Former Vancouver mayor lands international gig to fight climate change

Vancouver Courier

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Former Vancouver mayor Gregor Robertson has landed a part-time job with an international organization that will see him travel the globe to fight climate change.

The Global Covenant of Mayors for Climate and Energy announced Monday that Robertson is now the organization’s ambassador, a role he said is a good fit for him.

Former Vancouver mayor Gregor Robertson, seen here in January 2018 prior to announcing he was retiring, is now the ambassador of the Global Covenant of Mayors for Climate and Energy. Photo Dan Toulgoet

“It’s familiar territory,” he told the Courier by telephone, referring to his work as mayor to make Vancouver the “greenest city” in the world.

Robertson, who retired last fall as mayor after a 10-year run at city hall, served on the board of the organization while he was mayor. He wouldn’t disclose terms of his contract as ambassador.

“We kept in touch after I stepped down as mayor and they asked me to jump in and help the work of mayors around the world at a more international level,” he said, noting he will be in New York next week at a “Smart Cities” conference.

The organization of mayors is an alliance of more than 9,000 cities and other agencies, including the United Nations, national governments, members of academia and the private sector.

Robertson’s mandate is to “accelerate collaboration on research, innovation and investment” in cities, according to the news release from the organization.

Asked what that looks like, he said:

“A combination of educating partners on the needs of cities to tackle climate change and helping construct the tools to get resources to cities—whether that’s in research dollars or infrastructure funding or public-private partnerships. We need to be more creative.”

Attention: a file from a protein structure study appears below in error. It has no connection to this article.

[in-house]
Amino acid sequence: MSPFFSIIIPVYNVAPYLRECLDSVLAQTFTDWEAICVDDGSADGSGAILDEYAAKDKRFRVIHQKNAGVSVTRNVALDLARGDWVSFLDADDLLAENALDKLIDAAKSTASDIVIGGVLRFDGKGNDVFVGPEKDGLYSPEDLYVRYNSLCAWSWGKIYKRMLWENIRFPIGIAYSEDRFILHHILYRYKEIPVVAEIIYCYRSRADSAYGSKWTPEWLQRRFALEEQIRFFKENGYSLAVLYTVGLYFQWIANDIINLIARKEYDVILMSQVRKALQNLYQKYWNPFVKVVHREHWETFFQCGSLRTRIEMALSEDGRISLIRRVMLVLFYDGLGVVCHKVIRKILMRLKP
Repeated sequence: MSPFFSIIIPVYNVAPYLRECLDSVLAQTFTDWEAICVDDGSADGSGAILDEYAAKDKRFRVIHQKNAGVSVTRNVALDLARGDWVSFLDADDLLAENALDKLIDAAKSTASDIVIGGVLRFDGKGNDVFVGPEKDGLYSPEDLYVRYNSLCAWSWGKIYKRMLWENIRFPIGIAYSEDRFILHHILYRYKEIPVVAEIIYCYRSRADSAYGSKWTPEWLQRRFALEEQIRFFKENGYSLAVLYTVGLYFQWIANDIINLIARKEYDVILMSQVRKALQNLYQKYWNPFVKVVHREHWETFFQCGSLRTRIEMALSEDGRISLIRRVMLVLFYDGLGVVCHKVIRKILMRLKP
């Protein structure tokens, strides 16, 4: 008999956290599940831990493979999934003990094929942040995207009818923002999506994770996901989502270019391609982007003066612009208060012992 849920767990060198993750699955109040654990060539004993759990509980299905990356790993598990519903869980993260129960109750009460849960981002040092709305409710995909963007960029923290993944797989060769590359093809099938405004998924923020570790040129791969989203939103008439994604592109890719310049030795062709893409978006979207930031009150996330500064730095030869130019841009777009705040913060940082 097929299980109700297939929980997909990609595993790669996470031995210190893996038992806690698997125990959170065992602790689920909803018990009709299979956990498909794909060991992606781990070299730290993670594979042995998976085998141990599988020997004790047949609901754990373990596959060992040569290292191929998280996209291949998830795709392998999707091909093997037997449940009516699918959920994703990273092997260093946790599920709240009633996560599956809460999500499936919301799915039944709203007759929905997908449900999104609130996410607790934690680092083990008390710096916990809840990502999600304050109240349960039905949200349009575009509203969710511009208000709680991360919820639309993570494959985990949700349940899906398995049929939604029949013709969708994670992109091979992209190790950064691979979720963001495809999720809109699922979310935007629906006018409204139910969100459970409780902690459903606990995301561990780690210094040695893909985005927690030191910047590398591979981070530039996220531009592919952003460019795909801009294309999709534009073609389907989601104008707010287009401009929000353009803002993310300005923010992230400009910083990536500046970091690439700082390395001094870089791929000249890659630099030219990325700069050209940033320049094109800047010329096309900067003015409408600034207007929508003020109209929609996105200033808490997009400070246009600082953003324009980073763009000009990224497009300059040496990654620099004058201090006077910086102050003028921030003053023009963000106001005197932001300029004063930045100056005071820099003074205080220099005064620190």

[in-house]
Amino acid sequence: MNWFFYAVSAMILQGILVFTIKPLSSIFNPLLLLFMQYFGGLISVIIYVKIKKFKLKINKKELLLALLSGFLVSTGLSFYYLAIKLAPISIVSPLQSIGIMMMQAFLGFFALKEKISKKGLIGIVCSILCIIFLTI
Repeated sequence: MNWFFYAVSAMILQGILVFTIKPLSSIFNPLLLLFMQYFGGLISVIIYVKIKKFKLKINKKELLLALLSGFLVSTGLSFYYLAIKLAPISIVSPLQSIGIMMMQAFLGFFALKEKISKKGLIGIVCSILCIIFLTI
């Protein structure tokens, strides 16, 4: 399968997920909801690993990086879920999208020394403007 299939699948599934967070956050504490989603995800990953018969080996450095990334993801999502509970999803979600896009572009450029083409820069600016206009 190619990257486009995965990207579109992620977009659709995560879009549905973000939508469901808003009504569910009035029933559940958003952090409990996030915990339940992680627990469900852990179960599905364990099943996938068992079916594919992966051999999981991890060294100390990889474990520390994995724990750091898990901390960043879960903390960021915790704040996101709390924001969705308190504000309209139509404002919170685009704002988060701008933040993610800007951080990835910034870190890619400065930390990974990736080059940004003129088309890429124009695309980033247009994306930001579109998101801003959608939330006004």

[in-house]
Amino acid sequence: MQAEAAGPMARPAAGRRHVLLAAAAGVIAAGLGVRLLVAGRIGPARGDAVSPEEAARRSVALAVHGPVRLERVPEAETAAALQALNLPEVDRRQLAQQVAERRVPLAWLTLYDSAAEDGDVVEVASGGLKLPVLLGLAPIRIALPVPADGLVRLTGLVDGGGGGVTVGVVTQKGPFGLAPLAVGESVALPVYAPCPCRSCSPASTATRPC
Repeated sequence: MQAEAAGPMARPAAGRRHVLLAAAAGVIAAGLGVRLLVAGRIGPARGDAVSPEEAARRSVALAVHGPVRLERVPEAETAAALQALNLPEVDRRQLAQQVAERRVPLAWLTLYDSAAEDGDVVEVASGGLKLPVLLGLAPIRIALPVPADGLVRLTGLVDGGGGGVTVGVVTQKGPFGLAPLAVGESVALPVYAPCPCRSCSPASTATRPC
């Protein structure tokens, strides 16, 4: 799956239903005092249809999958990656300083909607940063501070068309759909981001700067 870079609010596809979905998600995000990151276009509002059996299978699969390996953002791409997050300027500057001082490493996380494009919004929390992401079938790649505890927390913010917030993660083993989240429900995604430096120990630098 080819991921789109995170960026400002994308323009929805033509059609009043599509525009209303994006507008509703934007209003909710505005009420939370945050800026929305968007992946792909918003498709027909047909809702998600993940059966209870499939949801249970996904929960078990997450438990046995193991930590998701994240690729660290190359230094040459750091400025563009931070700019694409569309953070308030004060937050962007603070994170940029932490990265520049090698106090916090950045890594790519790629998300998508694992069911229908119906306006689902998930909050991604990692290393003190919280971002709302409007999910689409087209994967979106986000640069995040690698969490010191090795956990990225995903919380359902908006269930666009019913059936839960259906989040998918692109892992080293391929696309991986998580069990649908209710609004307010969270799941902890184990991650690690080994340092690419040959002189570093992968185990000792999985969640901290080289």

Robertson said billions of dollars in promises from governments and other agencies have come out of international climate change conferences that have yet to reach cities.

He referred to the Paris Agreement and the annual meetings of the Conference of the Parties to the United Nations Framework Convention on Climate Change.

“Right now, the structures aren’t delivering and a lot of the national and international governments are not tuned in to the needs of cities,” Robertson said.

The news release announcing Robertson’s appointment claims Vancouver has the smallest carbon footprint per person in North America.

It’s a claim that checks out with the City of Vancouver, which said in an email Monday that “based on a series of environmental performance reports and data comparisons of emissions from cities, we believe that Vancouver does have the lowest per capita GHG emissions of any major city in North America.”

Some European countries, including Germany, have even smaller carbon footprints per person.

Since he retired as mayor last fall, Robertson said he has been travelling and spending time with family. He said he hasn’t been closely following the work of the new mayor—Kennedy Stewart—and council.

With his appointment as ambassador being part-time, Robertson acknowledged he had some “other projects that I’m working on that you’ll hear more about soon.”

Those projects don’t include politics, he said.

“Nope. I’m taking a break from that, that’s for sure.”

Does he miss being mayor?

“I got my fill. I miss all the people I worked with and being on the day-to-day pulse of the city, but it’s a tough job and I’m happy to be on to new things.”

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